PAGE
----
Establish The Ground Rules: Don’t leave the shop without knowing at what level of cost the management will be contacting you for approval. It’s OK for the regular maintenance items to be pre-approved for convenience sake, but don’t just say “replace the brakes” without establishing guidelines. There are $250 brake jobs and there are $1,200 brake jobs. A statement like “Call me for approval if it’s anything more than just brake pads and rotors.” might work. However, you must also expect to give the facility enough latitude to accurately diagnose your problem.

Stay Available To Respond: Nothing is more aggravating to the shop than not being able to proceed with a job. A car repair operation is a pressure packed environment in which many things need to come together for you to be able to pick up your car at the end of the day. The day’s events include diagnosis, approval, parts removal, parts acquisition, parts replacement and road test. This assumes that everything works the first time. The second step in the process is the customer’s responsibility and nothing can proceed without your OK, so try to keep yourself available.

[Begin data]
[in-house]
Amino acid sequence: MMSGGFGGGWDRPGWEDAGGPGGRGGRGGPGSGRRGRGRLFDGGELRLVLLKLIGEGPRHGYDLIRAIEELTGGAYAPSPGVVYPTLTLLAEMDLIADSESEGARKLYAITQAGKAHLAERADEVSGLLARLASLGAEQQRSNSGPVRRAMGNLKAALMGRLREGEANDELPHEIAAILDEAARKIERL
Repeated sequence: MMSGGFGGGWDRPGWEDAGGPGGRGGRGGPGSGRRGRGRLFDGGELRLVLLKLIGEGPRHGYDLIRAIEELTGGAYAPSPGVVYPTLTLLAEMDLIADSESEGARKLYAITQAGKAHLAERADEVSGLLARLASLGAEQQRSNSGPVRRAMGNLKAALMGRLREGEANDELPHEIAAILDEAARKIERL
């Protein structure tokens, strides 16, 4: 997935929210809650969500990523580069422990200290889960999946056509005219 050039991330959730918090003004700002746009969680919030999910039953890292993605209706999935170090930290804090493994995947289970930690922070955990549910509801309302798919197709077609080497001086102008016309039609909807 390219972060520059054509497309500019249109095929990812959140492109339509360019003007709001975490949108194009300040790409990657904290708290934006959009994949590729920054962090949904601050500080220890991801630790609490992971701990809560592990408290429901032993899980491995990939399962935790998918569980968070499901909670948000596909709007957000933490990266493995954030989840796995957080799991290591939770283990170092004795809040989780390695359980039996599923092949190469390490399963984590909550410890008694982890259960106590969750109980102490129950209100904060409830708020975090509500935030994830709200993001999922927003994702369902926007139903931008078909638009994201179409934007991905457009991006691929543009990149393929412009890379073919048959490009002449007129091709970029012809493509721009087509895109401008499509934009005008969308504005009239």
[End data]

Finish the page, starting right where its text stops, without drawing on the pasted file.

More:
Your comfort level with auto repair may always hover somewhere close to that of a dental visit. You may, however, be able to reduce the probability of a bad outcome if you avoid these five mistakes that are commonly made when getting cars repaired.

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Comments (10)
  1. John, this is excellent advice, and worth taking a fresh look at before any kind of repair or maintenance work.
    And those who know a bit more about cars, and the mechanic can sense it, can especially get themselves into trouble with your first tip. Many years ago, I headed to my mechanic certain that my CV joint was going bad. Well, turned out it was a brake pad that hadn't seated properly. Even though I split the difference with the mechanic (the CV joint had been leaking anyway), it was a very expensive lesson!